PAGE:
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One of our competitors recently shut down. Instead of just taking their site down, they decided to redirect all their traffic to us with a 302 redirect. All of the traffic is redirected to us with the original path from their site, resulting in 404 pages. Most of the arriving traffic is directly from Google search results that still point to the old site.

Goolge now thinks we have 10s of thousands of 404 pages, as indicated by Google webmaster tools. It also provides a very bad user experience for those people arriving on our site's 404 page when they expected to get to another site, which makes us look like we hijacked the original site.

The incoming requests don't have any particular identifying detail what we can use to pinpoint they came from that redirect, as far as I can tell. The HTTP referer is from the originating source (typically Google).

Is there a way stop this from happening? should we try and find their hosting provider and get them to take it down? is there anything on our side we could do prevent this?

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    While this is on topic here, you may get better answers at our sister site Webmasters. Personally I'd just redirect them all to a special landing page and see if I could gain a few new customers... – Michael Hampton May 16 '14 at 19:46
  • Take advantage of all the free traffic and redirect them to a special page for ex-competitor customers. They are basically giving you free business...why turn that away? – Grant May 16 '14 at 19:49
  • Because we can't identify that traffic specifically (it looks like it's arriving from search engines), we cannot do that. Also, that won't fix the massive increase in 404 pages detected by Google on our site, which is not a good indicator – Eran Galperin May 16 '14 at 20:34
  • Best idea I have is to contact their DNS provider, explain the situation, and ask them to shut down their DNS. Maybe you could sue them, although I'm not sure what the grounds would be. Contact your lawner. – Barmar May 16 '14 at 20:44
  • If the DNS provider is cooperative, they could point the name at your server. Then you would have a host header to go by. If you did not already do so, you should check if that is actually what they did already. But they not be cooperative. You could also try to buy the domain of them, but if you cannot agree on a price, then things start getting messy, and you might have been better off never asking. – kasperd May 16 '14 at 20:56
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I don't think there are any technical means you can use to stop it. Instead I suggest you do the following:

  • Create a webpage explaining what happened to your competitor. Explain that it was your competitor's decision to redirect the traffic. And explain that you would be happy to welcome the visitor as a new customer.
  • On your own 404 page create a link with a wording such as "Looking for <name of competitor>" which points to the page with a full explanation.
  • Take the link of 404s that Google has generated for you and any that looks like it was due to a redirect from said competitor you create your own redirect to the explanation page as long as that redirect does not break your own site in any way.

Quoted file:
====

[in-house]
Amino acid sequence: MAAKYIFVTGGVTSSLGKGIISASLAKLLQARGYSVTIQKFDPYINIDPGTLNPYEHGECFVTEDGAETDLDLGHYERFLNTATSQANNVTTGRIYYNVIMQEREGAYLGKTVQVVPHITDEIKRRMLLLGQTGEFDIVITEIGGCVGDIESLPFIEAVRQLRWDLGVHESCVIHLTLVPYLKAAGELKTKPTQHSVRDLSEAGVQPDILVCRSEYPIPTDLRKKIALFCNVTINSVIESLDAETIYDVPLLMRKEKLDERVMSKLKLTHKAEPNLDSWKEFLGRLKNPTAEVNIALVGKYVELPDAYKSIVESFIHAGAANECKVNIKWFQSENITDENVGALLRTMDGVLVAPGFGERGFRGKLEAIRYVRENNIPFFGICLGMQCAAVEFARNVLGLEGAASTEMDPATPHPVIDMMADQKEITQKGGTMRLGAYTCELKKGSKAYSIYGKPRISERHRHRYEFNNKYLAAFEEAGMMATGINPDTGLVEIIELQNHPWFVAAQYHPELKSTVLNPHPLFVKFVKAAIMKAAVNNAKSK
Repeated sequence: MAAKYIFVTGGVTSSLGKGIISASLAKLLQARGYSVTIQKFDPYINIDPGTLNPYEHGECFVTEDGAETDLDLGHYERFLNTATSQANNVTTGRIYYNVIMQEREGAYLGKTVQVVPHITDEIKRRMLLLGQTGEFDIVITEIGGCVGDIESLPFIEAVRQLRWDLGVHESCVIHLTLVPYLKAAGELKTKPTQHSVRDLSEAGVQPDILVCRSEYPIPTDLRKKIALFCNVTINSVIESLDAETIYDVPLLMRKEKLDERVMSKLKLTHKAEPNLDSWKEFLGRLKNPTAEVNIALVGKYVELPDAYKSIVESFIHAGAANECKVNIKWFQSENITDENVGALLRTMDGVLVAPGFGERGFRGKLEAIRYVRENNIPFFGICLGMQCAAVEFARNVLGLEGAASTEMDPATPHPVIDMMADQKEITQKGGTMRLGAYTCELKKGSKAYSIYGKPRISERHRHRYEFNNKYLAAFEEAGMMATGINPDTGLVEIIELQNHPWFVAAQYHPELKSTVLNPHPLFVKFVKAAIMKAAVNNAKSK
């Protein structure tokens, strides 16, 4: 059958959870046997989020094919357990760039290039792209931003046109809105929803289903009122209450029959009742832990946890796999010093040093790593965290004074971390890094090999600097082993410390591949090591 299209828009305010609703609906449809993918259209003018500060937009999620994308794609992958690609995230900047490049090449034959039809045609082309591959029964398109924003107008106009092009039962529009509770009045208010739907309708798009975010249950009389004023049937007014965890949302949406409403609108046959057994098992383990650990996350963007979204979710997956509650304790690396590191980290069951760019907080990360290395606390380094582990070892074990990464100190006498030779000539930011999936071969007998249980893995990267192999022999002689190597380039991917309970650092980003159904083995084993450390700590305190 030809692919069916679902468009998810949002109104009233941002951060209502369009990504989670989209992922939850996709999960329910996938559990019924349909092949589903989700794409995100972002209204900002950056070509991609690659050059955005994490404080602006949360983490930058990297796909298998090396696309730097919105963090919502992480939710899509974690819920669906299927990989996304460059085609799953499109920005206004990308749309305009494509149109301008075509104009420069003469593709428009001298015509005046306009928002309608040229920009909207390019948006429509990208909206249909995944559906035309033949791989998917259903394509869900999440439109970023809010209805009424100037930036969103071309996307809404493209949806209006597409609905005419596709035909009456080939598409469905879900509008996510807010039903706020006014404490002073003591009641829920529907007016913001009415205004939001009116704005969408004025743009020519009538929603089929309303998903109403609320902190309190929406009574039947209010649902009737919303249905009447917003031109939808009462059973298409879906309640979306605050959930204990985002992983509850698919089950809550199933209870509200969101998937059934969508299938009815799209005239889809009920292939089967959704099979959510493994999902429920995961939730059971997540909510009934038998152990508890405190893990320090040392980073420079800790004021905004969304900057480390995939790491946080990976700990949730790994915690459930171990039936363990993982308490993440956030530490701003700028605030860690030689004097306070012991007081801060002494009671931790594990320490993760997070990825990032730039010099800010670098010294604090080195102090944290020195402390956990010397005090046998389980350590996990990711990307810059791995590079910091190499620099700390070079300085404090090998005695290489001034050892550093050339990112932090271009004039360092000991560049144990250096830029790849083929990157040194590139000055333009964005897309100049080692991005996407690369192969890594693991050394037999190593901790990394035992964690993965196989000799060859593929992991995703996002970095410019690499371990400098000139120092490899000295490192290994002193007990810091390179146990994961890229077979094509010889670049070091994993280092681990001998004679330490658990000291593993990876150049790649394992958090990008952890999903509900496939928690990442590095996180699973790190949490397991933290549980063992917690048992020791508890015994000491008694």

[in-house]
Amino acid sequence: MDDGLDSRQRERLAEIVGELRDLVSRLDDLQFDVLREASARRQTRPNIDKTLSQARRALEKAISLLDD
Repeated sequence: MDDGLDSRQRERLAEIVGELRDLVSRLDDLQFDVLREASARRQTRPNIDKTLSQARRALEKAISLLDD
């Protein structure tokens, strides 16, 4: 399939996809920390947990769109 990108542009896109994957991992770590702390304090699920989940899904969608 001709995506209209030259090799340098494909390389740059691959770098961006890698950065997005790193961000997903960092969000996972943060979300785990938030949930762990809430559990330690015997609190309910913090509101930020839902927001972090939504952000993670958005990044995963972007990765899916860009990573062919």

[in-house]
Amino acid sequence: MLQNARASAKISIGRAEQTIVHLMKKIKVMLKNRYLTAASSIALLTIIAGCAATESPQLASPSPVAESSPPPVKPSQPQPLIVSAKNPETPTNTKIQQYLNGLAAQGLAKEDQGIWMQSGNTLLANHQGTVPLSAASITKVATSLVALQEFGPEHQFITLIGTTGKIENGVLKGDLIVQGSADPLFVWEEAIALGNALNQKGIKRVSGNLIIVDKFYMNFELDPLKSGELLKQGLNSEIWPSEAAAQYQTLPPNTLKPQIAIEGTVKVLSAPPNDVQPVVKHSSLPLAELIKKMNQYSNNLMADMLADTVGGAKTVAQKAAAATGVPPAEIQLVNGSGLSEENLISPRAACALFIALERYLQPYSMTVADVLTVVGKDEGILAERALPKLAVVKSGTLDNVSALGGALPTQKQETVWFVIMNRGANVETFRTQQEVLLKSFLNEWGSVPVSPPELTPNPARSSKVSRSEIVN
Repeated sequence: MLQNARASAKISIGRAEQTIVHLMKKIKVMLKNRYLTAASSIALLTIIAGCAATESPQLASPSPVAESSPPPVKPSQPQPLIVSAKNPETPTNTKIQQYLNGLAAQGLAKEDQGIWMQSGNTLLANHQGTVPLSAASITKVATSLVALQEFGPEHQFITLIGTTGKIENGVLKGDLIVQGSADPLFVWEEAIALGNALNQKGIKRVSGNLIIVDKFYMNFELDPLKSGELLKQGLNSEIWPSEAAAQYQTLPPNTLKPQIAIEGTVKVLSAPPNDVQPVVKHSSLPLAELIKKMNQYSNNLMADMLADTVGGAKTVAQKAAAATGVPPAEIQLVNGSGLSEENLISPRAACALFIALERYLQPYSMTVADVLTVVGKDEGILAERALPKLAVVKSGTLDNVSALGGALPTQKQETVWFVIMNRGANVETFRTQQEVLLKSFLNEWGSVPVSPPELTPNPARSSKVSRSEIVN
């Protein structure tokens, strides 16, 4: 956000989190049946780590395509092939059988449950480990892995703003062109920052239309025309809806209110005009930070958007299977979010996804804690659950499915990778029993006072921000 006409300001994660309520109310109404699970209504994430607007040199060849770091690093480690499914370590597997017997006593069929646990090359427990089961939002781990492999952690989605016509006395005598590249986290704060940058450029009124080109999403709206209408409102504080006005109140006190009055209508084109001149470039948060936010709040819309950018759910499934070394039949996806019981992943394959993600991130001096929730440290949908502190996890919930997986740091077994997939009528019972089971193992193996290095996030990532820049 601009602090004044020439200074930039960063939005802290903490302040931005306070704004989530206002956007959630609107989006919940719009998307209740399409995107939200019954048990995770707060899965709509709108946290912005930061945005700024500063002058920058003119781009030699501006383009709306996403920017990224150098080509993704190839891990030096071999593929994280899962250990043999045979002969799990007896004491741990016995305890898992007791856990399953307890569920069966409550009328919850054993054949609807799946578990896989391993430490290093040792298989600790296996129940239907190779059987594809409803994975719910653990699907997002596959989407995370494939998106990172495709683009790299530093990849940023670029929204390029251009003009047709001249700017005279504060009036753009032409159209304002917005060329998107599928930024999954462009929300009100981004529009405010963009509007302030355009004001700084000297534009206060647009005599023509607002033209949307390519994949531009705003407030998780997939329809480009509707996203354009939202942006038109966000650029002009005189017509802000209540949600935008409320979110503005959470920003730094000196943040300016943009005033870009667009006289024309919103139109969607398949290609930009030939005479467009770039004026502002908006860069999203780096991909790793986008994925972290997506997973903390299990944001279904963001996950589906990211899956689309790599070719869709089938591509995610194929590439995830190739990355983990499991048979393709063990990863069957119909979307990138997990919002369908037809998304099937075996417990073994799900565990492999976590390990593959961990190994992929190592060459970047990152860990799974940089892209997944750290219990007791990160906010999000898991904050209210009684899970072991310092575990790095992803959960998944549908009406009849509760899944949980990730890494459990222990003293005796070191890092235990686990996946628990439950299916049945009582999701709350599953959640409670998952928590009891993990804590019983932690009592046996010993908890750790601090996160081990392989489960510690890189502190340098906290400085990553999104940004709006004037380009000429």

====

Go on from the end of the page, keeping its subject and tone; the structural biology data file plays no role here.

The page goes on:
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  • We don't want to put such a disclaimer on our general 404 page. We're are still looking for a technical solution to identify that traffic, not based on the HTTP referer, if possible. – Eran Galperin May 16 '14 at 20:38
  • The referer header will not tell you anything about the intermediate redirect, so it is not very useful. You could go and fetch that URL, but the content of that URL could depend on a POST parameter, so you may not find the direct or indirect link to your page. But the only two pieces of information you have is the referer and the nonexistent URL on your own page. And the referer might not always be there. – kasperd May 16 '14 at 20:49
  • You can still build a list of nonexistent URLs on your own site, where the users arrive. You don't need to modify your 404 page for that. The modification of the 404 page was only intended for those URLs you had not yet discovered. You can discover more URLs to include on the list, by looking through your logs. And you can manually inspect the referer URL, if you think that will help you know if it had a link to your competitor's site. – kasperd May 16 '14 at 20:52
  • The problem is that it would be an ongoing task as hundreds of URLs are added every day. As mentioned in the question, the referer is mostly Google, which doesn't really help. – Eran Galperin May 16 '14 at 21:19
  • You may be able to get a complete list through Google Webmaster Tools. You would need to prove to the signup flow, that you control their domain by putting a file in the root of the domain. Since they redirect to your domain, I guess it would work to simply put that file in the root of your own domain. – kasperd May 17 '14 at 7:23
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Create the "welcome competitor's customers" page with a redirect that sends the Google bot (and only the Google bot) to that page if it's trying to access something that doesn't exist (be sure to use a 301 so that Google cleans up its index) . Log those redirects. Go through the log every few days and create redirects for regular users.

Give it a week or two. When the special log file stops growing, remove the Google bot redirect.

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